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Thai Corner Cafe serves a rendition of veggie-filled spring rolls and peanut sauce.

Thai Corner Cafe serves a rendition of veggie-filled spring rolls and peanut sauce.


Thai Corner Cafe is open Monday through Thursday from 11 a.m. to 9 p.m., Friday and Saturday from 11 a.m.

Although it’s been around for nearly a decade, I just got around to checking out Thai Corner Cafe. The layout and vibe is less cafe and more “bar with food,” with pub height tables, cozy two-seater booths and a couple of expansive “bring the whole gang” booths.

There are just over 20 varieties of bottled beer—half of them imports, with no local producers represented. Brewed by Thailand's biggest beermaker, bottles of Singha lager ($9.45, 21-ounces) and Leo lager ($5.75, 11-ounces) were served with chilled pint glasses, both reminiscent of American mass-market brews. My younger dining companions chose bubble tea ($4.25 each), one mango, the other honeydew. I've never acquired a taste for the chewy boba balls, but they seemed satisfied with it.

The food menu isn't huge, but it has enough stir-fry, curries and classic Thai dishes to choose from. It's impossible for me to make a first-time visit without ordering fresh spring rolls ($6.95, four pieces) and chicken satay ($8.95, four pieces), whereas my dining companions can't resist potstickers ($6.95, six pieces). The rice paper rolls were heavily stuffed with lettuce, vermicelli, carrot, cucumber, basil, cilantro and shrimp, served with a whole lot of agreeably chunky peanut sauce. Large skewers of grilled, marinated chicken were served with just as much sauce and a rice vinegar cucumber salad. The marinade was sweeter than expected but worked with the goober goo. The chicken and veggie dumplings were on the small side but were served hot and crispy with a soy/ginger sauce.

Though other dishes beckoned, I doubled-down on being predictable and ordered combo pad Thai ($17.95), an exceptionally large serving of rice noodles stir-fried with tamarind sauce, onion, egg, bean sprout, chive and plenty of chicken, pork, beef and shrimp—crushed peanut on the side. The grilled meats had a nice bit of char, and the sauce was less sweet and better balanced than the last few examples I've been served. An enormous platter of seafood fried rice ($21.95) was similarly impressive, loaded with egg, tomato, onion, pea, carrot and a generous quantity of mussels, squid, shrimp and scallops.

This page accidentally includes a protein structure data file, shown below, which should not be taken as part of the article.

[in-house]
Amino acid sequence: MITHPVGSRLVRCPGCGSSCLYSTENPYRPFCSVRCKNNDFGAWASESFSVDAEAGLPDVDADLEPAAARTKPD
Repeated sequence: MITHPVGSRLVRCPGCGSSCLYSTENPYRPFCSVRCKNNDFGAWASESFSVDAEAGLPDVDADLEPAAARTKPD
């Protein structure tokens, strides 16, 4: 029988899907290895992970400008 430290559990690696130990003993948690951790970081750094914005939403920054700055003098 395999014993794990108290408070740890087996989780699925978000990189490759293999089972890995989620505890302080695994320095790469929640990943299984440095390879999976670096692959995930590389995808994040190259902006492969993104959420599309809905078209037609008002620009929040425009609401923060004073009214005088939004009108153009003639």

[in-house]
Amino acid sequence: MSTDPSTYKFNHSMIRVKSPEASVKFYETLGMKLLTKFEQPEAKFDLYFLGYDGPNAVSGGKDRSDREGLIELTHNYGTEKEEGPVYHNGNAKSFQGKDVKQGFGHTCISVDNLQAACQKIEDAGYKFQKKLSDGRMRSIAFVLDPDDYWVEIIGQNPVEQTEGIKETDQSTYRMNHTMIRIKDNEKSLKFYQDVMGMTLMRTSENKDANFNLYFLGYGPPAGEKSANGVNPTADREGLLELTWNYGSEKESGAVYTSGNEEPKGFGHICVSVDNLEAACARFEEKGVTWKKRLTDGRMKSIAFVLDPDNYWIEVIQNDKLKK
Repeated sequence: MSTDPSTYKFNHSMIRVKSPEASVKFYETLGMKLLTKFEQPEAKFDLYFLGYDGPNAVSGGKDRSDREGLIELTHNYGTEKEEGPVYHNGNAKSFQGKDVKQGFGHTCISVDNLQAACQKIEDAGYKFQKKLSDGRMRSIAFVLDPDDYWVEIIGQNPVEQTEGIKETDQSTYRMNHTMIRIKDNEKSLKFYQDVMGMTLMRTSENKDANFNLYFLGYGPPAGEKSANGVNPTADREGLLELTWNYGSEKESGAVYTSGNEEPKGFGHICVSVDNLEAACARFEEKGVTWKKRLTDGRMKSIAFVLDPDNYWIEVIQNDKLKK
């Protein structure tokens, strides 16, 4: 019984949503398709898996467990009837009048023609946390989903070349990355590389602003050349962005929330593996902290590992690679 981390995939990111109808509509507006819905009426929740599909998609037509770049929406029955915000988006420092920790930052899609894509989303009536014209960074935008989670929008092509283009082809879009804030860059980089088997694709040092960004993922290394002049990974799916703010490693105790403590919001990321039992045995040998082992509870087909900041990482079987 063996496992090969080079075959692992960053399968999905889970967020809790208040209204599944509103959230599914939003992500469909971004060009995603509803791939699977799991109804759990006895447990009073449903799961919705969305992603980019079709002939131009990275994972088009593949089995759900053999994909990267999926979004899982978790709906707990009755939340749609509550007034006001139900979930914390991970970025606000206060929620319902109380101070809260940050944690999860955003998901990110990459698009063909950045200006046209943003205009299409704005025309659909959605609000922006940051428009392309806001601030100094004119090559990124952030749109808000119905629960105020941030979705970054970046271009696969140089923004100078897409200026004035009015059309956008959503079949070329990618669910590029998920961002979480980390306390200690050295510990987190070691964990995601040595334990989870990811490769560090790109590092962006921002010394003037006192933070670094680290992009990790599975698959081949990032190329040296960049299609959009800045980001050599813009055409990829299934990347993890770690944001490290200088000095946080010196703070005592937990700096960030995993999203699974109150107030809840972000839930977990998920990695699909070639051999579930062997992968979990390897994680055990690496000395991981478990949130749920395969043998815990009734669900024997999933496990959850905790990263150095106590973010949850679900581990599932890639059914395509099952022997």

A pair of normal-sized entrees rounded out the meal, each served with white rice. Strips of teriyaki pork ($12.95) were served with steamed broccoli and carrot in a sauce that was more savory and slightly spicy than the syrupy stuff I associate with teriyaki. As a result, I think I enjoyed it more than the person who ordered it.

Spicy basil tofu ($12.95) came with large cubes of crispy bean curd fried up with bell pepper, onion and mushroom in a spicy basil sauce. The tofu was still soft and pillowy on the inside, with the veg cut large and retaining a bit of crunch. The sauce was easily my favorite of the meal, just spicy enough to warrant use of the word and almost overwhelmingly redolent with fresh Thai basil. All of the main dishes can be ordered with a choice of proteins, but I'm glad my friend went vegetarian on this occasion. It's rare I find a tofu dish done well enough I'd order it again.

All in all, we had a fun evening. Service was excellent, and any place with both great spring rolls and decent pad Thai will keep me coming back for more.